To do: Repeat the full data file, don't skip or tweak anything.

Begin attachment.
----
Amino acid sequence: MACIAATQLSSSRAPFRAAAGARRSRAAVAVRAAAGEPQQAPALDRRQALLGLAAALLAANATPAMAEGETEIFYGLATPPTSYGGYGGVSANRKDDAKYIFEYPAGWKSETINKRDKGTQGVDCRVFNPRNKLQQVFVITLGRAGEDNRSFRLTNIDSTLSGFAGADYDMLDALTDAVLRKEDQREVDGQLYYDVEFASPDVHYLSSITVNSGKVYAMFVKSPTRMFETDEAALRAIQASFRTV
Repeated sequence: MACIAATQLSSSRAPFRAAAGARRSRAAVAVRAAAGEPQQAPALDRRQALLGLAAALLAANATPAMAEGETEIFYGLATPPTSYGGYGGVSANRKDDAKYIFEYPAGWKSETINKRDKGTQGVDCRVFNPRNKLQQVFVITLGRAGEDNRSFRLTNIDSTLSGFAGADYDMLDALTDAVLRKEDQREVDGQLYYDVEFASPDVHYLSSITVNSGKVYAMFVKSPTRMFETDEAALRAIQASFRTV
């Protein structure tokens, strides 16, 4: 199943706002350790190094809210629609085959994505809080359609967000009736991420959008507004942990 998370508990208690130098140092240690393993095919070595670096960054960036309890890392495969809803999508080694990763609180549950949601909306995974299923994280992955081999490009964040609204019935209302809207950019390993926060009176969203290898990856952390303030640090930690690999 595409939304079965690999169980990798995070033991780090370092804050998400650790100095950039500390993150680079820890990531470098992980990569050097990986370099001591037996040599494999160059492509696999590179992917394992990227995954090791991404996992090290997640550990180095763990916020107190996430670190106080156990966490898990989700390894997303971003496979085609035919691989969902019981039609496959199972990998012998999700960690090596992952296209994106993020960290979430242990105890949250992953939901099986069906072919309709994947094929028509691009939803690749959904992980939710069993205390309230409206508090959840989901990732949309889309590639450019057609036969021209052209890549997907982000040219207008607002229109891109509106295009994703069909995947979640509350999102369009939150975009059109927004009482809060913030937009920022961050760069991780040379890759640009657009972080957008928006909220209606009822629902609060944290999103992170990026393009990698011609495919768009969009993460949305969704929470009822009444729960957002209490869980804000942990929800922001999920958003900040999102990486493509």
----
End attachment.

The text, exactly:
Amino acid sequence: MACIAATQLSSSRAPFRAAAGARRSRAAVAVRAAAGEPQQAPALDRRQALLGLAAALLAANATPAMAEGETEIFYGLATPPTSYGGYGGVSANRKDDAKYIFEYPAGWKSETINKRDKGTQGVDCRVFNPRNKLQQVFVITLGRAGEDNRSFRLTNIDSTLSGFAGADYDMLDALTDAVLRKEDQREVDGQLYYDVEFASPDVHYLSSITVNSGKVYAMFVKSPTRMFETDEAALRAIQASFRTV
Repeated sequence: MACIAATQLSSSRAPFRAAAGARRSRAAVAVRAAAGEPQQAPALDRRQALLGLAAALLAANATPAMAEGETEIFYGLATPPTSYGGYGGVSANRKDDAKYIFEYPAGWKSETINKRDKGTQGVDCRVFNPRNKLQQVFVITLGRAGEDNRSFRLTNIDSTLSGFAGADYDMLDALTDAVLRKEDQREVDGQLYYDVEFASPDVHYLSSITVNSGKVYAMFVKSPTRMFETDEAALRAIQASFRTV
């Protein structure tokens, strides 16, 4: 199943706002350790190094809210629609085959994505809080359609967000009736991420959008507004942990 998370508990208690130098140092240690393993095919070595670096960054960036309890890392495969809803999508080694990763609180549950949601909306995974299923994280992955081999490009964040609204019935209302809207950019390993926060009176969203290898990856952390303030640090930690690999 595409939304079965690999169980990798995070033991780090370092804050998400650790100095950039500390993150680079820890990531470098992980990569050097990986370099001591037996040599494999160059492509696999590179992917394992990227995954090791991404996992090290997640550990180095763990916020107190996430670190106080156990966490898990989700390894997303971003496979085609035919691989969902019981039609496959199972990998012998999700960690090596992952296209994106993020960290979430242990105890949250992953939901099986069906072919309709994947094929028509691009939803690749959904992980939710069993205390309230409206508090959840989901990732949309889309590639450019057609036969021209052209890549997907982000040219207008607002229109891109509106295009994703069909995947979640509350999102369009939150975009059109927004009482809060913030937009920022961050760069991780040379890759640009657009972080957008928006909220209606009822629902609060944290999103992170990026393009990698011609495919768009969009993460949305969704929470009822009444729960957002209490869980804000942990929800922001999920958003900040999102990486493509």